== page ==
In Bulgaria the President is the head of state and does not have governance functions; the President’s role consists in embodying the unity of the nation and representing the state in its international relations.

The President has specific powers by virtue of the Bulgarian Constitution – for example, scheduling elections, signing international treaties, promulgating laws passed by Parliament, awarding orders and medals for merits to the state, granting Bulgarian citizenship, and other similar powers.

Granting asylum in Bulgaria also falls within the scope of the President’s powers. In Bulgaria asylum is the protection, which by virtue of the Constitution is granted to foreigners persecuted due to their convictions or activity in advocating internationally recognised rights and freedoms.

The law stipulates that foreigners who have been granted asylum by the President acquire the same rights as foreigners who have been granted refugee status by the Agency for Refugees. This means that a foreigner who has been granted asylum by the President is entitled to the same residence for an indefinite time period in Bulgaria as a foreigner who has received refugee status. There are no differences in terms of the other rights acquired, either.

The asylum granted by the President and the refugee status granted by the Agency for Refugees differ in terms of only two, however fundamental aspects:

  • The right to receive asylum does not exist as such – irrespective of whether foreigners meet the reasons laid down in the Constitution and are persecuted due to their activity in advocating internationally recognized rights and freedoms. They might not receive asylum in Bulgaria, as granting asylum is entirely at the discretion and judgment of the President.
    Unlike granting asylum, those foreigners who have lodged an application for international protection in Bulgaria have the right to receive refugee status, and the state, via the State Agency for Refugees, is obliged to grant them such a status if the applicants meet the conditions laid down in the Geneva Convention relating to the Status of Refugees of 1951, which have been introduced in the Bulgarian law. Where an individual meets the conditions for refugee status, he/she has the right to receive it; the state does not have the right to refuse the status, as, if the state refuses granting the status, the court will overturn this refusal.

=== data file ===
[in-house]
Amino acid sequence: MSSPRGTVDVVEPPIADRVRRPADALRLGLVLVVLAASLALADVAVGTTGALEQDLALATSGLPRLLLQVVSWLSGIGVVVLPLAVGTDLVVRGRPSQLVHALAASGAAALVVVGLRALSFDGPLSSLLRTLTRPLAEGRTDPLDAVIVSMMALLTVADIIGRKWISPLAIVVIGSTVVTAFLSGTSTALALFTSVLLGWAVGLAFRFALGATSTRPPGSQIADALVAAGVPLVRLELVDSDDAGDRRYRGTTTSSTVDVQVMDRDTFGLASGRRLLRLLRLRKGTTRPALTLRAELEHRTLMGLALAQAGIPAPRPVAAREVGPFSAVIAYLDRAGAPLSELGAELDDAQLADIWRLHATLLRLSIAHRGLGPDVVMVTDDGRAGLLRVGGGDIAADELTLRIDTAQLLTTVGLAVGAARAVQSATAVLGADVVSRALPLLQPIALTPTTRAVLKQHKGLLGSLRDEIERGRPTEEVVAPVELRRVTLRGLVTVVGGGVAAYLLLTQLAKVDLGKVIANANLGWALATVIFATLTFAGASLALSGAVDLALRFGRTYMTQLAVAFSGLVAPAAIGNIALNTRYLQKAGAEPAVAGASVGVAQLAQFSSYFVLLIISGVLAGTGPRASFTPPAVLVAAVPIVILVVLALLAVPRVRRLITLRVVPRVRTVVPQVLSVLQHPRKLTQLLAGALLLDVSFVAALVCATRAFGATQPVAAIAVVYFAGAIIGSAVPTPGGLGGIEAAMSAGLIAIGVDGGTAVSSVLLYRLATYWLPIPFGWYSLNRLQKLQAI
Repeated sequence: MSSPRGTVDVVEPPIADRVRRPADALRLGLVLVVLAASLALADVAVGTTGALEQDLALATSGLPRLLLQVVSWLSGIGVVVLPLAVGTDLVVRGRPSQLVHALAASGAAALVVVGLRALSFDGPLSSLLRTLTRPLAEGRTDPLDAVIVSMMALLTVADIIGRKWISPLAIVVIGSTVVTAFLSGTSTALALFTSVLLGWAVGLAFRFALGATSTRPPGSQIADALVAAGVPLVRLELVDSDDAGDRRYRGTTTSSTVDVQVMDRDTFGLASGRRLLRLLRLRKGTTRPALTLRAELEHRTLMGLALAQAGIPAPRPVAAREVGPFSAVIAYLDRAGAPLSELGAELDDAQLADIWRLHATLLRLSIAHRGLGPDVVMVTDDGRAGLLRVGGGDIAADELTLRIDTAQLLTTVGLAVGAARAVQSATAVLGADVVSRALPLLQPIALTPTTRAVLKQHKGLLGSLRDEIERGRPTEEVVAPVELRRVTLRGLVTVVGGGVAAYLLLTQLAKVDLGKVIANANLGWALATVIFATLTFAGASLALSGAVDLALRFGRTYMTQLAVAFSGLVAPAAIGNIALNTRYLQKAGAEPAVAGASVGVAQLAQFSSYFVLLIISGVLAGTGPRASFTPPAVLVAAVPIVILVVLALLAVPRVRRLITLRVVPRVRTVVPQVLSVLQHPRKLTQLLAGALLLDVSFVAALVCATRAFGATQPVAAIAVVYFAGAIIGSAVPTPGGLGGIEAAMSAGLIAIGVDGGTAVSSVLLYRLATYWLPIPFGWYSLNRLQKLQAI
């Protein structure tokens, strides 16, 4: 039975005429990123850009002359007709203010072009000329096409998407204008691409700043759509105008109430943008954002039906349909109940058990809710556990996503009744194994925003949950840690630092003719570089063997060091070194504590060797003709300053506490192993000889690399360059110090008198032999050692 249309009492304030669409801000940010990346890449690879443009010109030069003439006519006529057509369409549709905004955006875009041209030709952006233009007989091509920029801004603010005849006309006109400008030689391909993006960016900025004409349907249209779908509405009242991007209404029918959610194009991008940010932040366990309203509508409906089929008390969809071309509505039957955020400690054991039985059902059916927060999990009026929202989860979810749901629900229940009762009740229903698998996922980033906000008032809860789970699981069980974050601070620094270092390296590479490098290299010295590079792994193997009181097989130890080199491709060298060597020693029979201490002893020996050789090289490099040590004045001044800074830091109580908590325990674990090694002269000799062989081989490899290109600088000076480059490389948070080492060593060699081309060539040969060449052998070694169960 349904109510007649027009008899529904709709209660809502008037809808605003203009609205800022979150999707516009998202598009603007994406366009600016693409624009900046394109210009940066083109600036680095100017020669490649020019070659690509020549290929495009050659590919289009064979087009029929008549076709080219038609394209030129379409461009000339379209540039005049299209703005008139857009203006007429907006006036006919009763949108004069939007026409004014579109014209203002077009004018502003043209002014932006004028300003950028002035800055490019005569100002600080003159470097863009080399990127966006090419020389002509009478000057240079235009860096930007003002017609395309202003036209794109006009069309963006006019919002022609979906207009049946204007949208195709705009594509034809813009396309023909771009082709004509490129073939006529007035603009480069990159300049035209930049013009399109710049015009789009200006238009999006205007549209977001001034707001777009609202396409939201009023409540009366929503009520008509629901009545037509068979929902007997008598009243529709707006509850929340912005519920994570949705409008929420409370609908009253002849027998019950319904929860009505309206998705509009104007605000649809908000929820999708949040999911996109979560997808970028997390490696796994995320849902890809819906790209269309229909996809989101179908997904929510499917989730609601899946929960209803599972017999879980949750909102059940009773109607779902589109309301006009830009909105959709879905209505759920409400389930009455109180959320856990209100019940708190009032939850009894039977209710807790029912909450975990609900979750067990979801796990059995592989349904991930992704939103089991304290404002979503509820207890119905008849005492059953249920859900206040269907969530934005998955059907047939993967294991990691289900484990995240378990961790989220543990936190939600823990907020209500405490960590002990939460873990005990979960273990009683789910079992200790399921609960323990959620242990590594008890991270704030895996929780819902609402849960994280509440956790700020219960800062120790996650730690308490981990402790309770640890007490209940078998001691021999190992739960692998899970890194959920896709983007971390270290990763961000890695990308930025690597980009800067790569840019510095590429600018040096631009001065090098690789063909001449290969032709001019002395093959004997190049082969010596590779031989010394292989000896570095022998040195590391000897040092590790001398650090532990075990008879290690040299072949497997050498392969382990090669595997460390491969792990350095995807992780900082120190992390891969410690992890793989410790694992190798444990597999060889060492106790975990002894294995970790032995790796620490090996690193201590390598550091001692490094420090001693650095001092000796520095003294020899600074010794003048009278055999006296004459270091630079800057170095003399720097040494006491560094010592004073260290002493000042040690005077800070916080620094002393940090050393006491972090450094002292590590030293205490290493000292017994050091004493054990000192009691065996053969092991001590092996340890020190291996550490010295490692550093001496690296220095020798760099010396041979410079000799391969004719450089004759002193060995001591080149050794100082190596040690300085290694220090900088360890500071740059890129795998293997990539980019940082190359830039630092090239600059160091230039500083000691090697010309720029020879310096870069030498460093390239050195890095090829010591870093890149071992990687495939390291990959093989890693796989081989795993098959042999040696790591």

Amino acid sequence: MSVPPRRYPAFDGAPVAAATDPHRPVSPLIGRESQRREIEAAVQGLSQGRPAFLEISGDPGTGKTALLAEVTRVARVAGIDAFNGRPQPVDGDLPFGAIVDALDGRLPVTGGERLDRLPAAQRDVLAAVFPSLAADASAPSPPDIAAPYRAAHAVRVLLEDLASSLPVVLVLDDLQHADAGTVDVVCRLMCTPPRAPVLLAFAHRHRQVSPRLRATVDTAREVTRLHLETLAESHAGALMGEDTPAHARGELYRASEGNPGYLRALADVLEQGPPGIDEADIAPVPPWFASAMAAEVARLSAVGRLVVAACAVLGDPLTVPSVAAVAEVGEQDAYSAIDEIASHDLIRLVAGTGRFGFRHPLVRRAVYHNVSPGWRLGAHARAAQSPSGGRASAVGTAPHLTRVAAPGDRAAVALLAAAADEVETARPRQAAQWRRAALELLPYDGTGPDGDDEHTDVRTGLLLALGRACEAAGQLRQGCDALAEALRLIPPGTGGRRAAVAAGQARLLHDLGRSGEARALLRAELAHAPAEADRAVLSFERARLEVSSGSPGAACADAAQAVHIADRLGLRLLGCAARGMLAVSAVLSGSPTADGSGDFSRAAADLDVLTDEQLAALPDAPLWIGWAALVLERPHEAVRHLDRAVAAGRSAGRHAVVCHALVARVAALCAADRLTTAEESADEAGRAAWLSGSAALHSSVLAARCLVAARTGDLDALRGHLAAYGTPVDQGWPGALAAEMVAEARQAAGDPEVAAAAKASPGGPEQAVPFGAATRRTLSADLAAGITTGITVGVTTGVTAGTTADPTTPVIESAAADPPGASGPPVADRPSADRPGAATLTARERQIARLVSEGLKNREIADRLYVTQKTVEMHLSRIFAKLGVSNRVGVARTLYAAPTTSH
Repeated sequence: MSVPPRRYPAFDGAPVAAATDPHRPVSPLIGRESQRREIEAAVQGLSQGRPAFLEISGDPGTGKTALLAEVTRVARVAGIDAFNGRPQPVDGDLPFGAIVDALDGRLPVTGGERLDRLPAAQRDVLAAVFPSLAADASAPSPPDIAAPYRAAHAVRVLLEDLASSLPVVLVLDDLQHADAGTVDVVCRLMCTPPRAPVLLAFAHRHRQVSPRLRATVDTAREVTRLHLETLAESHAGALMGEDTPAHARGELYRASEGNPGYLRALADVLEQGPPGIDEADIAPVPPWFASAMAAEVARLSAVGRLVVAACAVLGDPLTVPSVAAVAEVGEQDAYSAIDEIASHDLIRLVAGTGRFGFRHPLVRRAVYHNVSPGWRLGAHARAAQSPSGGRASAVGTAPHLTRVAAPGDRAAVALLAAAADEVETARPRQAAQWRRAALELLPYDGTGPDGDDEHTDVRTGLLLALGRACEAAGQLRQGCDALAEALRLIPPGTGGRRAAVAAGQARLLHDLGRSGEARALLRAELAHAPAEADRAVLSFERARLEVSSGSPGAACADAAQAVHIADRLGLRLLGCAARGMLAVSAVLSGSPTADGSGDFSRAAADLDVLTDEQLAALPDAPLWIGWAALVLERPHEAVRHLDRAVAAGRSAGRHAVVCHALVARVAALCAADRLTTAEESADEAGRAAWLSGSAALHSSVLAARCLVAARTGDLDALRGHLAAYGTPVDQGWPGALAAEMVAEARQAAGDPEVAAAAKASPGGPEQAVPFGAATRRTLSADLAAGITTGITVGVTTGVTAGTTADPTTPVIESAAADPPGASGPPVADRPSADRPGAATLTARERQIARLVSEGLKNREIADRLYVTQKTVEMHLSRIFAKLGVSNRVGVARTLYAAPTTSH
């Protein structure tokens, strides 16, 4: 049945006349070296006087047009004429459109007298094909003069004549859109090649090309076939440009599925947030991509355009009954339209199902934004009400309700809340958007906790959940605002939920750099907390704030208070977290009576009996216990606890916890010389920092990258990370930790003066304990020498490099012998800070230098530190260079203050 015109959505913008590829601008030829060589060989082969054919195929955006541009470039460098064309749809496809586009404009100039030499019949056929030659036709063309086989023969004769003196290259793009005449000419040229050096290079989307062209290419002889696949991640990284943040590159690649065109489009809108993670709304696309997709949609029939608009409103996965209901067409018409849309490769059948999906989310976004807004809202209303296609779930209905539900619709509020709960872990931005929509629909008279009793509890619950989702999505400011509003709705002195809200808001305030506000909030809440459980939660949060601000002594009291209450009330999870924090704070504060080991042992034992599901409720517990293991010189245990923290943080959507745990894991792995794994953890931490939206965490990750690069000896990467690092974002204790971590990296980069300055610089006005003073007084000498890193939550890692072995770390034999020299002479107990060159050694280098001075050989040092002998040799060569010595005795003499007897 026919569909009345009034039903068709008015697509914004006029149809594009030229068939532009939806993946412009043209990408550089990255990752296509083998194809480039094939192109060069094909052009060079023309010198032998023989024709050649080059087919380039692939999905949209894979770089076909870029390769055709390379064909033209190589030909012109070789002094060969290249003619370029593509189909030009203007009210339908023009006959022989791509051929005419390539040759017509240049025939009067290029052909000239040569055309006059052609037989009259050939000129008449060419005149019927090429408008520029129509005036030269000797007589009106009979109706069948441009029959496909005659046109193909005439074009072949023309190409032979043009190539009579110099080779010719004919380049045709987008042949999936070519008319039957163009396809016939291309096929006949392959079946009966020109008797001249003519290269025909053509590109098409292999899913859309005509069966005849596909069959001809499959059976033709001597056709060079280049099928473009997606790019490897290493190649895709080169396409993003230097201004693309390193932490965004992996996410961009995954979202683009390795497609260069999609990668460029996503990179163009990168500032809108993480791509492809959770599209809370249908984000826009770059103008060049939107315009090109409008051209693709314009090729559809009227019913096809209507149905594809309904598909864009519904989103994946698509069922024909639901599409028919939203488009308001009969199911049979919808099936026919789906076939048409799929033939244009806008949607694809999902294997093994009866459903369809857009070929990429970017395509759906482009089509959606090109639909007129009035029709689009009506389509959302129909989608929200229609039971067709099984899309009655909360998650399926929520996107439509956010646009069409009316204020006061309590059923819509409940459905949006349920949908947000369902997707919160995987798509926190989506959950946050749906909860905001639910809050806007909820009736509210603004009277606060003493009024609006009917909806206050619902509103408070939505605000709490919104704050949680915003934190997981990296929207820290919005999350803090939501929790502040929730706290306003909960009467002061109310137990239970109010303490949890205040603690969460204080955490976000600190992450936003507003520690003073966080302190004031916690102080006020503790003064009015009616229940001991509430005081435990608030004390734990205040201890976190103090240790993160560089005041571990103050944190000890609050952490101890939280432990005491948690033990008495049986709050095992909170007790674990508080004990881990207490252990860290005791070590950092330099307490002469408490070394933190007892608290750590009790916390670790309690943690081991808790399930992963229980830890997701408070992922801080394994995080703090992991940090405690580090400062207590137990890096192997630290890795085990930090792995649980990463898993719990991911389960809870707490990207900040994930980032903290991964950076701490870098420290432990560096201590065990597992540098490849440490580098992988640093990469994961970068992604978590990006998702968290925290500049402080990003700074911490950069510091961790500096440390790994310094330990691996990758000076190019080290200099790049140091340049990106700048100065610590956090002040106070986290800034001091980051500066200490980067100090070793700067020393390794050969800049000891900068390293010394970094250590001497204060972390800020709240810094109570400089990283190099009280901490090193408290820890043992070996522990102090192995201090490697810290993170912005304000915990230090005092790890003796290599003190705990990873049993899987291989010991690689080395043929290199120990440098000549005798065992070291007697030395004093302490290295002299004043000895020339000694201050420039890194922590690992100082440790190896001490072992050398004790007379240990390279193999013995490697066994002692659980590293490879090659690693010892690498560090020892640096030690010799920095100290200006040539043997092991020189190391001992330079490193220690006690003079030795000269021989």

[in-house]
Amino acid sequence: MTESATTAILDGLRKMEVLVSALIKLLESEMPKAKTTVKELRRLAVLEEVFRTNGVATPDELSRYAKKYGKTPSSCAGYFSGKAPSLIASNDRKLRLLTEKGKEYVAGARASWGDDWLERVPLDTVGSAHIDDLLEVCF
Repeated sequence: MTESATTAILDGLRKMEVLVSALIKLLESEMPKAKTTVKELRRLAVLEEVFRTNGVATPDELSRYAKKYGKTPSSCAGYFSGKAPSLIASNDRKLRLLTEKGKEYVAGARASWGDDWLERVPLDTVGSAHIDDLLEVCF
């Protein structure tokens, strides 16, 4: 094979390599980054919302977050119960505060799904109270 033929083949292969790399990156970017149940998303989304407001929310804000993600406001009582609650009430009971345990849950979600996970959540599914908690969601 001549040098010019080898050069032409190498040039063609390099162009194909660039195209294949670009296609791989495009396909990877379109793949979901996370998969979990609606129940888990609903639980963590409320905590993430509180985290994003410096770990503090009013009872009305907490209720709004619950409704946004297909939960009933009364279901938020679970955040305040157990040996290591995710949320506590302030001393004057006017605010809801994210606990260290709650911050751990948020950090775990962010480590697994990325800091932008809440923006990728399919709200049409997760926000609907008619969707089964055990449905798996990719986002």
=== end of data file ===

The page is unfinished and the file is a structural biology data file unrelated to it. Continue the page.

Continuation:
• The right to receive a response from the President does not exist as such – the reason is that the President is the head of state, and not part of the state administration. The Constitution stipulates that the President is not obliged to respond to applications lodged with him/her. It is only the state administration that is obliged to examine any application lodged with it and respond to it within the time limit provided for by law.

Therefore, the individuals who have lodged an application for asylum with the President do not have any rights unlike the individuals who have lodged an application for international protection with the Agency for Refugees. The lodging of an application for asylum with the President does not result in an administrative procedure, which is why the applicant does not receive the documents issued to foreigners who are in a procedure. Furthermore, the law does not provide for a deadline by which the President makes a decision on the application, which is why a response to an application for asylum may never be received. If the President refuses granting asylum, this refusal cannot be appealed before the court in order to request overturning of the refusal.

The above explains why asylum does not serve the purpose of protection against violations of foreigners’ rights or freedoms. Asylum is regulated in the legislation in order to be granted to outstanding personalities and advocates of human rights. It is advisable that the procedure before the Agency for Refugees is used to ensure that ordinary individuals are protected against persecution.